My camper is 1300 pounds. Truck carries it very well loaded as it typically is with 2 people and gear.
mileage is 17 to 19 mpg at high elevation. The diesel typically got 13 with the camper. I've done substantially better than that with it unloaded. Power is excellent even in the mountains of Colorado. A previous f-150 I had with a 5.4 v8 didn't do nearly as well at elevation.

I intentionally avoided the two available eco-boosts. I drove them both and the power is really impressive. Reports on them are good and people really like them. I chose not to go that route because I have known several turbo owners forced into major turbo maintenance/repair costs. I understand modern high revving engines but I'm old enough that I'll stick with older technology.

We love the new f-150 and are very happy with the replacement.

I don't have any Tundra experience to compare to... good luck with your decision.

Thanks for your thoughts! I too wonder about the maintenance of a twin turbo system. Your v8 mileage is impressive, and maybe the v8 should be in the running.
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#7 yovik

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Posted 21 December 2018 - 01:32 AM

We have 111,000 miles on our 2013 Ford F-150 5.0 liter V-8 all with the camper on full time. We average 15.6 mpg by the tank fills with the camper, lower 15 mpg's at low altitude and humid, over 16 mpg at high altitude and dry air. We would buy another F-150. The years you are interested in purchasing would be available with the same engine and transmission as ours.

Still on the original brakes, dealer checks them every oil change.

Toyota Tundra will get 1 mpg less because the engine is larger for the same driver and driving conditions.

Thanks for the input! V8, here we go!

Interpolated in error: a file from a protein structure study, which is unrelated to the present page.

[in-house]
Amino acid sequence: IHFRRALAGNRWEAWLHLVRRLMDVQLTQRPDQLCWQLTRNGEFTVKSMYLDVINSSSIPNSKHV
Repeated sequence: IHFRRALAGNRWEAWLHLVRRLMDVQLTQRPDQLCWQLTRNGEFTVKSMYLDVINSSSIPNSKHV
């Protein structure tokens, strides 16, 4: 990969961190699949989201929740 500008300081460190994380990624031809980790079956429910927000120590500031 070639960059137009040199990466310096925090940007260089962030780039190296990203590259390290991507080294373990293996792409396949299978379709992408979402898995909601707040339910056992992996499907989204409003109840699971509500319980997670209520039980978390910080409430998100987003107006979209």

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#8 fireball

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Posted 21 December 2018 - 01:59 AM

I have a 2012 Tundra, 5.7L V8.   I've only ever had the camper mounted to it for a limited time, but was seeing ~12mpg in mixed driving. 

 

The F150 will get you much better mileage.    I am a huge Toyota fanboy and love the Tundra, however from your original post stating that mileage was a big concern I think the clear nod goes to the Ford.


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#9 jrwdlw

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Posted 21 December 2018 - 02:01 AM

Thanks for the input! V8, here we go!

I had a 2013 F-150 super crew with the 5.0 V8.  I could get 18-19 unloaded, going easy on the pedal.  Pulling a 2700 lb tent trailer it was about 15.5 mpg.  Loved the truck, but the payload is inadequate for a FWC of any size.


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#10 jrwdlw

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Posted 21 December 2018 - 02:03 AM

I have a 2012 Tundra, 5.7L V8.   I've only ever had the camper mounted to it for a limited time, but was seeing ~12mpg in mixed driving. 

 

The F150 will get you much better mileage.    I am a huge Toyota fanboy and love the Tundra, however from your original post stating that mileage was a big concern I think the clear nod goes to the Ford.

I would agree with Fireball.  I have no personal experience, but a couple of friends and relatives all said the mileage is pretty poor with a Tundra.